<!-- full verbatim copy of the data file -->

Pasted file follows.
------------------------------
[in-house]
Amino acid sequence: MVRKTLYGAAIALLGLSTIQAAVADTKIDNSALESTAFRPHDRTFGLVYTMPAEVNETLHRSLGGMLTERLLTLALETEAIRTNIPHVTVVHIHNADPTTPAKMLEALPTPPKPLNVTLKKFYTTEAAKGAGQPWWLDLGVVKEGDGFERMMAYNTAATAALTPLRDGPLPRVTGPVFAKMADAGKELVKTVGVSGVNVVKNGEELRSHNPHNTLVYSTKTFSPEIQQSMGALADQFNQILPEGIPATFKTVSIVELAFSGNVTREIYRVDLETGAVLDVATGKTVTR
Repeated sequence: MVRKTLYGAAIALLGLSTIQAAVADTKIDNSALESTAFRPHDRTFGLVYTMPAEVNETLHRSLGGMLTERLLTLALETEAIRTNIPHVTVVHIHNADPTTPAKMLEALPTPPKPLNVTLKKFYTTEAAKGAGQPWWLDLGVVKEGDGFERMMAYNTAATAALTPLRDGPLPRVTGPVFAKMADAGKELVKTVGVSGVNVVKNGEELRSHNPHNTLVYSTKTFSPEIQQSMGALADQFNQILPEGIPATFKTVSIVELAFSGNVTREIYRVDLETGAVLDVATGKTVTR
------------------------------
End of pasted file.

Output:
[in-house]
Amino acid sequence: MVRKTLYGAAIALLGLSTIQAAVADTKIDNSALESTAFRPHDRTFGLVYTMPAEVNETLHRSLGGMLTERLLTLALETEAIRTNIPHVTVVHIHNADPTTPAKMLEALPTPPKPLNVTLKKFYTTEAAKGAGQPWWLDLGVVKEGDGFERMMAYNTAATAALTPLRDGPLPRVTGPVFAKMADAGKELVKTVGVSGVNVVKNGEELRSHNPHNTLVYSTKTFSPEIQQSMGALADQFNQILPEGIPATFKTVSIVELAFSGNVTREIYRVDLETGAVLDVATGKTVTR
Repeated sequence: MVRKTLYGAAIALLGLSTIQAAVADTKIDNSALESTAFRPHDRTFGLVYTMPAEVNETLHRSLGGMLTERLLTLALETEAIRTNIPHVTVVHIHNADPTTPAKMLEALPTPPKPLNVTLKKFYTTEAAKGAGQPWWLDLGVVKEGDGFERMMAYNTAATAALTPLRDGPLPRVTGPVFAKMADAGKELVKTVGVSGVNVVKNGEELRSHNPHNTLVYSTKTFSPEIQQSMGALADQFNQILPEGIPATFKTVSIVELAFSGNVTREIYRVDLETGAVLDVATGKTVTR